Type II collagen fibrils decomposed into their basic aggregates (viewed via X-ray diffraction and TEM). Some parts of the antibody treated samples maintain a loose alignment of the thin-fibrils allowing them to be analyzed with small angle X-ray diffraction (A), and insert B. An 11 and 4.5 nm packing function are apparent, which appear to correspond to the approximate diameter of the thin-fibrils (insert of C) and microfibrils (D). Native thick fibrils are shown in C as a comparison to the decomposition product (thin-fibrils).

Rheumatoid arthritis (RA) is a systemic autoimmune inflammatory and destructive joint disorder that affects tens of millions of people worldwide. Normal healthy joints maintain a balance between the synthesis of extracellular matrix (ECM) molecules and the proteolytic degradation of damaged ones. In the case of RA, this balance is shifted toward matrix destruction due to increased production of cleavage enzymes and the presence of (autoimmune) immunoglobulins resulting from an inflammation induced immune response.

In this study, the authors demonstrate that a polyclonal antibody against the proteoglycan biglycan (BG) causes tissue destruction that may be analogous to that of RA affected tissues. The effect of the antibody is more potent than various harsh chemical and/or enzymatic treatments that have been used to mimic arthritis-like fibril de-polymerization. In the case of RA, the immune response to inflammation causes synovial fibroblasts, monocytes and macrophages to produce cytokines and secrete matrix remodeling enzymes, as well as stimulate B cells to produce antibodies antibodies. The specific antigen that causes the RA immune response has not yet been identified, although possible candidates have been proposed, including collagen types I and II, and proteoglycans (PG’s) such as biglycan. The authors speculate that the initiation of RA associated tissue destruction in vivo may involve a similar non-enzymatic decomposition of collagen fibrils via interactions with antibodies such as they observed here.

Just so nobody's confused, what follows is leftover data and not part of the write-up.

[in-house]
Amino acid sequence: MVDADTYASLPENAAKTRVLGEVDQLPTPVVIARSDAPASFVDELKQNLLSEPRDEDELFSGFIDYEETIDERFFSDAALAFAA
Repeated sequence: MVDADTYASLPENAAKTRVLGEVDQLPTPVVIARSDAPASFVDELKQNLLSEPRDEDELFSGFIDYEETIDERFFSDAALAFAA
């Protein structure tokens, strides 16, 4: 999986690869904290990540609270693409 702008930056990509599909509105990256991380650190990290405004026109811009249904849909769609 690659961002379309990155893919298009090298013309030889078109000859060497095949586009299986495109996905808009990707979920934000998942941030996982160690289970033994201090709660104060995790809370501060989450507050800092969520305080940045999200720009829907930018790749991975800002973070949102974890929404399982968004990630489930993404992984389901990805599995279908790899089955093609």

X-ray fiber diffraction at BioCAT was a critical component of the study in that it allowed study of the decomposition of tissues analogous to animal cartilage due to antibodies under unfixed conditions avoiding artifacts that could potentially have been introduced by preparation for electron microscopy. This was of paramount importance to a study that was specifically investigating sample tissue disruption. In addition, XRD was able to identify, for the first time, the existence of type II collagen microfibrils in native tissue, which Antipova and Orgel were then able to confirm in carefully designed TEM preparations.

See: Olga Antipova, Joseph P.R.O. Orgel, “Non-Enzymatic Decomposition of Collagen Fibers by a Biglycan Antibody and a Plausible Mechanism for Rheumatoid Arthritis,” PLoS One 7 (3), e32241-1-e32241-8 (2012).